The European Union began as the European Coal and Steel Community, the European Economic Community, and the European Atomic Energy Community aiming to facilitate cooperation between European nations through a shared economy and shared energy resources. The UK joined these European Communities in 1973 and then the European Union in 1993 when the EU was officially created. The European Union established open borders between member nations as well as a shared economic market. The drive for the UK to leave the EU partly had to do with a concern of paying the debts of other member-states to the EU, as well as the desire to limit immigration. 


A sign for the 2014 "Yes" campaign for Scottish Independence. Image Credit: Geograph/John Allen
 

Scotland (United Kingdom)

While the UK has sought independence from the EU, Scotland has repeatedly sought independence from the UK. On September 18, 2014, Scotland held a referendum as to whether or not Scotland should be an independent country, 55.3% of voters chose “No” while 44.7% chose “Yes” as their answer. While the referendum failed in providing Scotland with independence, it did incite the formation of a cross-party commission between the UK and Scotland. Since then, the Scottish National Party, the leading political party in Scotland, has stated that a second referendum may be held due to the UK’s decision to leave the EU.

While Scotland has been in union with the UK since the 1600's (when they shared a king: James VI of Scotland) there have been various pursuits to devolve or secede. In 1979, a referendum was held to decide the devolution of Scotland from the UK. The referendum would form a Scottish Assembly which would hold power separate from the central government of the UK. The first referendum was repealed, and it was not until 1997 when a devolution referendum was passed and the elected Scottish Parliament was created, giving Scotland sovereign power it had not previously possessed. In 1996 the Scottish National Party, which advocates for Scottish independence, came into political prominence with a parliamentary seat. As of today, the SNP is lead by Nicola Sturgeon, who is the current First Minister of Scotland.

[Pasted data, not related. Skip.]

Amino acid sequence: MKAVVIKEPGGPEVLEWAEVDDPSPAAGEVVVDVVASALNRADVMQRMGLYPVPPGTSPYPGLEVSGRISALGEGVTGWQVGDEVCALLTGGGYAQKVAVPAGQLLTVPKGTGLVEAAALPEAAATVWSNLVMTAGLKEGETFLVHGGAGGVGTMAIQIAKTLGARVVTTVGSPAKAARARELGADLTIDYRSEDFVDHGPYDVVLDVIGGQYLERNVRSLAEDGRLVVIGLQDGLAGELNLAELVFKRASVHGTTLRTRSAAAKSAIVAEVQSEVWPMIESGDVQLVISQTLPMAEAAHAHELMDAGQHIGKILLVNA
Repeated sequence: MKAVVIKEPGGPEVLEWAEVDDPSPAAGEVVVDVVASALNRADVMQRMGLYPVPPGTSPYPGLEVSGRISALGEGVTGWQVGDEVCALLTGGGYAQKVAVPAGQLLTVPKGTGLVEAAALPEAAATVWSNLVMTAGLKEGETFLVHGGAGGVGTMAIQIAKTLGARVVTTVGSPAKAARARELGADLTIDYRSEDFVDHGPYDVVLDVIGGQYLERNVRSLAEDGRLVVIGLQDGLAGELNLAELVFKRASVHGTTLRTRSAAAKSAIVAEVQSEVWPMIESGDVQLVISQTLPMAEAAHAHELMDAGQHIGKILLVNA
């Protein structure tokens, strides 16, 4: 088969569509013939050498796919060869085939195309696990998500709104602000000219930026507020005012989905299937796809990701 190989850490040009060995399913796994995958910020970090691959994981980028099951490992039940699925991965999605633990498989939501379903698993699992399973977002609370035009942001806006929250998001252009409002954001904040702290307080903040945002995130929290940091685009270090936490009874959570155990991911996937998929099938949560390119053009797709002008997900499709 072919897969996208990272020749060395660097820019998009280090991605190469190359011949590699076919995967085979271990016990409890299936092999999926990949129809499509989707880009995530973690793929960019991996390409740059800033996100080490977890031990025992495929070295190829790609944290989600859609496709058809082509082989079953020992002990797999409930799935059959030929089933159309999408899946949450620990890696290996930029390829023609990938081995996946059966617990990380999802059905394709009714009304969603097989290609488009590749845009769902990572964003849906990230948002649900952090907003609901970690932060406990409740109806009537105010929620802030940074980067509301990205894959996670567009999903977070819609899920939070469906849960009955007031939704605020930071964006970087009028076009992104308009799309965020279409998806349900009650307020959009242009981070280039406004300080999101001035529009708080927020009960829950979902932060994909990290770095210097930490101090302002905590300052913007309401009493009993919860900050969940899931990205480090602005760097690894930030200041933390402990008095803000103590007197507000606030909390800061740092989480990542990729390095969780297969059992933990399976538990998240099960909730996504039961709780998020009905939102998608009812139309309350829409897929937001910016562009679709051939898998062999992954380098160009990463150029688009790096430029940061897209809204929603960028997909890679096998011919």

Image Credit: Wikimedia/Arne List
 

Faroe Islands (Denmark)

The Faroe Islands will hold a referendum in 2018 to establish a new constitution and declare their separation from the Kingdom of Denmark. The new constitution, if passed, will provide greater powers to the Faroese government on matters such as monetary independence and full control of their own foreign relations.

The Faroe Islands are located 990 km from Denmark, this itself has been stated as a reason for the desire for independence, with the lack of proximity creating evident divisions in culture and language. Faroese language itself is separate from Danish and is not mutually intelligible. With a difference in culture and language, as well as economic matters such as the status of flourishing Faroese fishing trade, the Islands have frequently sought pathways to independence. As far back as 1946, an independence referendum was held, passed, and then annulled by the Danish government. Since then, the Faroe Islands have succeeded in establishing sovereign rule as an autonomous territory, but their currency and foreign affairs are still controlled by the central government of Denmark. 

The Republic of Iceland had once also been a Danish dependency and had voted to terminate their personal union with Denmark in 1944 in order to establish a sovereign republic. If the Faroe Islands establish their territory as an independent state, the Danish territory of Greenland may follow suit. 


Image Credit: Wikimedia/Makaristos

 

California (United States)

Since the election of Donald Trump to the US Presidency, the California National Party has increased their efforts in campaigning for the independence of California from the United States. Their primary goal is to achieve independence, but their party platform also includes a wide variety of goals for the new republic with progressive reforms to the constitution. The Republic of California, once achieving statehood, intends to join the United Nations, enter mutual defense treaties with North America, and establish a mandatory military service and peace corps. The platform also includes goals for prosperity, growth, healthcare, rule of law, education, and immigration reform. 

The last time any state attempted to secede from the United States, the American Civil War began. This contemporary movement for secession has no intention of violence, the priority is peaceful separation.  It's argued by independence supporters that there exists a significant cultural divide between Californians and the rest of the United States. Yes California Independence (a separate independence campaign) argues the economic argument for Calexit, which is the approximately $103 billion difference between federal taxes paid by Californians and federal aid received to California infrastructure.

It may seem as though the national borders of today are set, unchangeable, but just take a look at a  map of the world from a century ago and you'll see just how they have changed. The socio-political boundaries of the world we currently see today may very well not be the ones we see tomorrow.